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Craig Feigin | Behind the oil price story
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20 Aug Behind the oil price story

Since June 2014 the international oil market is in an upheaval. Due to
different factors the demand of oil had dropped. Supply corrections were
widely expected by analysts given the historical rationale of the oil
suppliers to do so. Saudi-Arabia surprised all by not lowering their
production, causing the oil prices to drop drastically by over 40%. What
was their incentive to do so and is this a good strategy on long term?

* What was expected? *

Based on historical evidence Saudi Arabia, as a swing oil producer, used to
step in to correct the decline in oil prices by limiting their oil supply.
For instance in 2006 the oil prices, represented by the Brent index,
dropped markedly. Saudi Arabia intervened as expected by reducing their oil
supply which resulted in restored prices.

* What actually happened? *

Oil demand went down due to weak economic activity of the EU, Japan and
China, increased energy efficiency and a growing shift to alternative fuels.

Due to Saudi Arabia’s low marginal cost which is still far lower than the
oil price they can tolerate the price reduction. Furthermore considerable
financial reserves of $900 billion will keep their economy afloat. The
falling oil prices have hit the high-cost producers especially since they
can’t recuperate their production cost.

The expected shift of the supply curve to restore the price level didn’t
happen. This is due to political and economic factors.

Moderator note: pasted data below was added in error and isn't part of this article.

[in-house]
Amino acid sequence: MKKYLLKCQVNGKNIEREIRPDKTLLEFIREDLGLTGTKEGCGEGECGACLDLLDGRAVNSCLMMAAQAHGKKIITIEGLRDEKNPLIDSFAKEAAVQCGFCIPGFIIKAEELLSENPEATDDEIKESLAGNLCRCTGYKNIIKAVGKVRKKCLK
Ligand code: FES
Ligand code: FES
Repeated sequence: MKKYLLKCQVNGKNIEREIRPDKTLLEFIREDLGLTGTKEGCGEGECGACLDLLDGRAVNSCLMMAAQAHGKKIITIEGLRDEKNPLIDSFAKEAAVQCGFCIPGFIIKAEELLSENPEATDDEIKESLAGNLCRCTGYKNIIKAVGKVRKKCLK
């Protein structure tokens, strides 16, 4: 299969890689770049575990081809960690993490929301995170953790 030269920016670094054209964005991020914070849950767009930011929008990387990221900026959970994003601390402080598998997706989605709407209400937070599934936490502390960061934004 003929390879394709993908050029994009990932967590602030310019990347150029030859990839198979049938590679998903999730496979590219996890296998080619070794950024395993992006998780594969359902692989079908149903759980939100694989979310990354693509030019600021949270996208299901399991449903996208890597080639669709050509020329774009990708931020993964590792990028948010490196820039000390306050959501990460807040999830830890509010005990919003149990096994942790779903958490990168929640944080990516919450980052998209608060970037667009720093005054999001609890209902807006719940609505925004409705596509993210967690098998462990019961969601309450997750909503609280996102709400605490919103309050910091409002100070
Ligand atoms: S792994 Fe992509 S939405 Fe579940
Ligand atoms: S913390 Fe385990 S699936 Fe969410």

Political factors:

· Iran’s reach across the Middle East region worries Saudi Arabia.
The latter wants to lower the price of oil to hit the former’s economy,
which is heavily reliant on hydrocarbons.

· Saudi Arabia also wants to hurt Russia, which heavily relies on
export revenues from oil, given that Russia has been a long-term ally of
Syria.

Economic factors:

· 20 years ago OPEC share of global oil market was 50%. Today it
has fallen down to 33%. Hence, OPEC wants to increase its market share.

· In the last year, the number of oil platforms in US grew by 20%,
and the production by 15%. This was achieved on high cost shale oil
exploration.

· OPEC wants to show that they have the power to heavily influence
oil prices. “Credible threat”.

As analyzed, Saudi Arabia, the world’s largest oil exporter (with 13% of
global oil production) and OPEC’s most influential member, has clear
economic and political incentives to allow oil prices to plummet by not
curbing its oil production. With the big amount of financial reserves, they
have the power to maintain this situation for a long period. But, as of
now, they have already shown that they have the power to influence the
prices “credible threat”.

Looking this situation as a whole, Saudi Arabia is showing the world that
they can, and they will, reduce or increase the oil prices in case they
have any political or economic reasons to do so. In addition, they are
discouraging the exploration of new sources of oil, ensuring a better price
for the future years when the demand is restored and the supply takes a few
months to recover.

Several ideas below are food for thought: Will Saudi Arabia still play the
role of the swing oil producer or relinquish it to non-OPEC suppliers? Will
multibillion dollar domestic projects stop as a consequence of low oil
prices? What is the future of new high cost drilling technologies? Will
there still be financing for new drilling projects taking into account the
big risk of having price fluctuations in hands Saudi Arabia?

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